Because I needed another rifle like I need a hole in my head.
But it was there, stuck back in a corner of their rack behind the counter two days ago. And they didn't seem to know what it was.
The tag read: .45-70 rifle". The price: up there. My guess was that they didn't know what they had or what it was worth and they were just taking a WAG (Wild-ass Guess) and hoping that someone would bite.
To be fair, I'm far from a Rolling Block expert. I know one when I see one, but when it comes to telling the difference between the uncountable number of variations of them out there...not even on a good day. Still, if this was a .45-70, it could come in handy as a test rifle for working up loads for my more valuable and fragile Trapdoor. And it's not like it's not historic and kinda neat it's ownself.
Home I went, and on the computer I got. A bit of research pretty much pegged this rifle as a Model 1871 out of the batch purchased by New York state for that state's militia back in the early 1870's. It was not, however, a .45-70 but a .50-70. This was a bit of a let-down for me, but I could at least still get brass and bullets for it so what the heck? Besides, I wanted to see how low they'd really go on it.
I wandered back in the next morning. Isiah was there, along with a woman I'd not seen the day before. His eyes brightened when he saw me. "Back for this rifle?" he asked, way too hopefully.
"I came back to check it out again," I said. "If it's a .45-70, I can probably find a use for it."
"Oh yeah, it's a .45-70," Isiah reassured me as he took the rifle off the rack.
"Great," I said. "But just to be sure, because these things are floating around out there in so many different calibers today, I brought a dummy .45-70 cartride to check it out with. You don't mind, right?" You'd have thought that I just kicked his dog by the look on his face. That pretty much told me that he either knew or suspected that this wasn't a .45-70. He took my dummy round--made that morning in my shop from a new case and bullet, with no primer or powder, and he handled it for quite a while. "This can't go off, can it?" he asked, staring at the empty primer pocket. I assured him that it could not, and when he handed it back to me, I dropped it into the rifle's chamber. It slid right in and rattled around a bit. "Hmmmm..." I said. Then I took it out and put the bullet into the muzzle. The round dropped in clean to the cartridge head.
"This is not a .45-70," I told Isiah.
"Well what is it?" He asked me.
"Could be anything," I replied. "They re-chambered these in so many calibers, almost all of which are obsolete now." I paused for a bit. "Let me think on this," I told him.
At this point, Isiah told the woman there to take care of me, because he was going to get something to eat. Apparently he'd lost interest in this deal and wasn't worried about letting me know it. Points off for rudeness, I decided.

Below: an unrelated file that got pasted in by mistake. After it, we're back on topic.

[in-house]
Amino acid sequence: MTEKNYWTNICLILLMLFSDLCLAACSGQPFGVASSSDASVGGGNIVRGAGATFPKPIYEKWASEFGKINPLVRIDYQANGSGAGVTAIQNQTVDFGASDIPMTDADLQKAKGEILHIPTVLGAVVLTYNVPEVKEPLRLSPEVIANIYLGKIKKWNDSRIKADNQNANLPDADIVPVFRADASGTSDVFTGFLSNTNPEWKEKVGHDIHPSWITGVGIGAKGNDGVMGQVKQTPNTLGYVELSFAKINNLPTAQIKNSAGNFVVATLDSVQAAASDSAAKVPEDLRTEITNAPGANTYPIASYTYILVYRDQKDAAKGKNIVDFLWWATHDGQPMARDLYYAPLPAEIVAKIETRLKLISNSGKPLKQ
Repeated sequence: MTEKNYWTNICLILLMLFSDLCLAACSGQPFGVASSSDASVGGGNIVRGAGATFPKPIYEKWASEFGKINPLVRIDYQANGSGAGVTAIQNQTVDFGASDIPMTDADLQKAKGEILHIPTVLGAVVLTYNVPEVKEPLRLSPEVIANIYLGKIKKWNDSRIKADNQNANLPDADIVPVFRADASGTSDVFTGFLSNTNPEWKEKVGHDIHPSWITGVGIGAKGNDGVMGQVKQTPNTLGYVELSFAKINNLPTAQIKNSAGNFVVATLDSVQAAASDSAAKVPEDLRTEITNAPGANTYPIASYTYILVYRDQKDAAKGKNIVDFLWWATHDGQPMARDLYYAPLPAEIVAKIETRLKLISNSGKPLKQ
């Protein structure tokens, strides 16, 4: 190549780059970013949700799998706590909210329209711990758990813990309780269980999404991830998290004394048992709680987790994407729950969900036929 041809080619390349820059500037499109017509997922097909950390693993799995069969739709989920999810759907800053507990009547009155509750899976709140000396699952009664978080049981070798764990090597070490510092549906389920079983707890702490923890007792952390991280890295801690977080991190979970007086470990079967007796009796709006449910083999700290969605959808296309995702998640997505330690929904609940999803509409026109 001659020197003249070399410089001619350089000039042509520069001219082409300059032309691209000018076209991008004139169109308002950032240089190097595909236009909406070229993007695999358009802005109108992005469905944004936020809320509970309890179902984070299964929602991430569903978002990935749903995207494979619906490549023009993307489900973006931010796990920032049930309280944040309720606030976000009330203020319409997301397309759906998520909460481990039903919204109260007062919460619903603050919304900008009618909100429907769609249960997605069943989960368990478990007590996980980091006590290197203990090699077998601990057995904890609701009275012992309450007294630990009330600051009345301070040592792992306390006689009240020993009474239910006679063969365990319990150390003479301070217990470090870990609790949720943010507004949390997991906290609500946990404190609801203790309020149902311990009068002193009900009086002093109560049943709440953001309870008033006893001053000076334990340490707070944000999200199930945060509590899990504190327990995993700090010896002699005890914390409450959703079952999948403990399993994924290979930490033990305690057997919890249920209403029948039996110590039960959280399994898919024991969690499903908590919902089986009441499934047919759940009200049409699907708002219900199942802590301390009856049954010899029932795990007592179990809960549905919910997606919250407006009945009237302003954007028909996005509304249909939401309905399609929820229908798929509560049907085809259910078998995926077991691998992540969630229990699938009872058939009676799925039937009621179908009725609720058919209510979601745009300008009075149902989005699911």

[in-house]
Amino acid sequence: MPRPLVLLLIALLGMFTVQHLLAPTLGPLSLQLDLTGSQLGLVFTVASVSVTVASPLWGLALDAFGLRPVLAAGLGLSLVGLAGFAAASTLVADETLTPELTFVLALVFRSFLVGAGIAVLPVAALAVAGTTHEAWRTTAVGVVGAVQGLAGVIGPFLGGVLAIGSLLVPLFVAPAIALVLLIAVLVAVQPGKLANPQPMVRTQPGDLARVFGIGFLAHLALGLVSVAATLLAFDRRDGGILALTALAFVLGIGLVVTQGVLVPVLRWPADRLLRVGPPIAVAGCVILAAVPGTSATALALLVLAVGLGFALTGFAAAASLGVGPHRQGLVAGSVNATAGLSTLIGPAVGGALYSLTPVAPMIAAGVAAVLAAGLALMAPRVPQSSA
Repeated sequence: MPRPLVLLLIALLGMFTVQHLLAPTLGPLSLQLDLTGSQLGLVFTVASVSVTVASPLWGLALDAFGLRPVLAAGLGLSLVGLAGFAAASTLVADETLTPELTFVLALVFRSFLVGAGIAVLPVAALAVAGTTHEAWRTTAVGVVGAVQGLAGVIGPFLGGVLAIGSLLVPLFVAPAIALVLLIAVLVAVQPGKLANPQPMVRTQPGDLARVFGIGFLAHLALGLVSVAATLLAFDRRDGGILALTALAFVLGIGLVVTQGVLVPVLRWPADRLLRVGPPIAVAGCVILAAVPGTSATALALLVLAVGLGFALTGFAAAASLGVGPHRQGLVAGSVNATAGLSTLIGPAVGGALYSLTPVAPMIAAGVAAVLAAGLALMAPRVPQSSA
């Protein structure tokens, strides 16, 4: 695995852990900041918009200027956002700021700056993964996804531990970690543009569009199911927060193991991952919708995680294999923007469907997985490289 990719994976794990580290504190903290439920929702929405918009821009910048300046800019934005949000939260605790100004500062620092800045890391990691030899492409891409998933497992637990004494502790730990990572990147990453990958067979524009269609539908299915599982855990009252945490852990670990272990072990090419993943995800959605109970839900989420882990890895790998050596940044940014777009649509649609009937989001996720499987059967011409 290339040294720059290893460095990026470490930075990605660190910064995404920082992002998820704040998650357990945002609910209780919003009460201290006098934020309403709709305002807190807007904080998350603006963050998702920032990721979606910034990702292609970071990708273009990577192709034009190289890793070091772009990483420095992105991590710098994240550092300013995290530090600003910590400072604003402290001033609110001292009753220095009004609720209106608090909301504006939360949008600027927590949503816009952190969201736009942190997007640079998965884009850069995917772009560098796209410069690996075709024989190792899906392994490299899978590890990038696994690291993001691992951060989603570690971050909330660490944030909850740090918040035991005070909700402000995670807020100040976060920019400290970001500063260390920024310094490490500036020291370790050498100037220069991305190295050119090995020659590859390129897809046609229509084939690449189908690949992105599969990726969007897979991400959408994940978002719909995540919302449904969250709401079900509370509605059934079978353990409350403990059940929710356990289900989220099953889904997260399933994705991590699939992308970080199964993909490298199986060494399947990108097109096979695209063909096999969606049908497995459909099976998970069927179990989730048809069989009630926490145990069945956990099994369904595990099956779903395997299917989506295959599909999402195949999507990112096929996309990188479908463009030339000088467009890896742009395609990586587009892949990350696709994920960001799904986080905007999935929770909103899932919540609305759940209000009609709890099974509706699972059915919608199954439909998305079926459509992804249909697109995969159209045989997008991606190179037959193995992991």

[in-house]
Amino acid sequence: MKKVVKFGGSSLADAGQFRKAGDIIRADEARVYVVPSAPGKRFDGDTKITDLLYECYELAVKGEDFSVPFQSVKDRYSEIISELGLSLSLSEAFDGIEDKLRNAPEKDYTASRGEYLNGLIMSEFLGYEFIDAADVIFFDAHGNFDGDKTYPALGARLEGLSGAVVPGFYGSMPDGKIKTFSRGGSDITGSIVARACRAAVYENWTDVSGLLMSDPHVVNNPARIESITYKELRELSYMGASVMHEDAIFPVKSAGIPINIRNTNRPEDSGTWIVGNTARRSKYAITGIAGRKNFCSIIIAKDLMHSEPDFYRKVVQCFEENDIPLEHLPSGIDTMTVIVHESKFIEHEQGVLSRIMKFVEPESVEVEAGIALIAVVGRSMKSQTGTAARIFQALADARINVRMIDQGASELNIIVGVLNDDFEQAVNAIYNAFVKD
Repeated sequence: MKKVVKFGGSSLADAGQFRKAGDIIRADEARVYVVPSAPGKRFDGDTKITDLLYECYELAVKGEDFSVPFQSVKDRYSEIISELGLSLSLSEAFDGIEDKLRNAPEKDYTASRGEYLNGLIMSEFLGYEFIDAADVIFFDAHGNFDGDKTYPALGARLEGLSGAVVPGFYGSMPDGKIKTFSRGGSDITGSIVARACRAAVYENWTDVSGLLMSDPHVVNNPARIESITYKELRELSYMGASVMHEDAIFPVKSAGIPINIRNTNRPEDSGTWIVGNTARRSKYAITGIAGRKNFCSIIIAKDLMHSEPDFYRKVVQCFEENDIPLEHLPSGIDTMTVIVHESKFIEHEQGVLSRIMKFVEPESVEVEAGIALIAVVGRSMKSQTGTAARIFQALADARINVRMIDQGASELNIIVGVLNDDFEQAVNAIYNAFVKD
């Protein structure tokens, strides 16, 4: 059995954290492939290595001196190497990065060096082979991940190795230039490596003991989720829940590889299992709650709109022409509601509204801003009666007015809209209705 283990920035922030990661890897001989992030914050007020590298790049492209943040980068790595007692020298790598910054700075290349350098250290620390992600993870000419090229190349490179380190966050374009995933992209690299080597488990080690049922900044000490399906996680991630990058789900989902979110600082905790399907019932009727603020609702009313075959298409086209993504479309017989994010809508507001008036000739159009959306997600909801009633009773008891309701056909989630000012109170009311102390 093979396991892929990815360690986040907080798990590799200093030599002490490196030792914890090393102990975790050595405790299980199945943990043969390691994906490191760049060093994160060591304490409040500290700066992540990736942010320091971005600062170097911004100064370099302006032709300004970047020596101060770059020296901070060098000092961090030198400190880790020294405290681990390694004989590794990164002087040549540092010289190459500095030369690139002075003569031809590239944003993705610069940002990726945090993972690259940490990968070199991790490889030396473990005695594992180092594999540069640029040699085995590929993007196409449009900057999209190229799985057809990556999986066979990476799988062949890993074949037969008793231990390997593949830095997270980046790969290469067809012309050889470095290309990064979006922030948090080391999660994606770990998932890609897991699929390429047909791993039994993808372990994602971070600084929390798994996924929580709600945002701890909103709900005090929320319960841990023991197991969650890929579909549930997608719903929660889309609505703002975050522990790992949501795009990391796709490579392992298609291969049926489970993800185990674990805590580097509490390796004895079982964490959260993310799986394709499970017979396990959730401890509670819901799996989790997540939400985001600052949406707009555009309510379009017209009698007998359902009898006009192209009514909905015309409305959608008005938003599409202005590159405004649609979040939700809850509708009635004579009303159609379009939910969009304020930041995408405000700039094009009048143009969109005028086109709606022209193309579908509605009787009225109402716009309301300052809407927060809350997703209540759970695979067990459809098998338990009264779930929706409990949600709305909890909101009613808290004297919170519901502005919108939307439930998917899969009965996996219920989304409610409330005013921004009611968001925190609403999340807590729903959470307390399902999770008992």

She came over and asked me if I wanted the rifle, telling me that they wanted to sell it because it had been in the store "forever". I explained the caliber problem and told her that I might still be interested in it, however I'd come in willing to buy a .45-70 and this wasn't one. She asked me if Isiah had given me a bottom-line price, and I said yes, naming a figure that was $50.00 lower than his quoted price mainly as a tax for him walking out on me like that. Then I spent the next five minutes idly looking at the rifle before I told her that even though we didn't know what caliber it was, I was willing to consider it just as a project if she'd take a hundred dollars less than the figure I'd just named ($150.00 off Isiah's "best we can do" price.) She walked in the back a minute, then came out and said if I was paying cash, we had a deal. I handed her the cash and made myself scarce before Isiah returned. I paid less than half of their original price, which tells me that their mark-up was ridiculous in the extreme.
Now I've got the rifle back at the lair, some of the surface rust has been removed, and a nice coating of RIG applied to the metal until I can devote a bit more time to a proper clean-up. I've got some .50-70 stuff on order and I can only hope that I've assessed it correctly as a NYS militia rifle otherwise the joke here may well be on me. But even if it is, this old rifle's clearly been somewhere and done something and now it's got a good home.
I've already found a cleaning rod for it and ordered it. And as soon as I can make up some black powder cartridges for this, we'll have a range report.
There'll be candy-bar lunches and ramen-noodle dinners for a couple of weeks now, but I'm happy.
"Is that a Rolling Block? Can we shoot cats with it?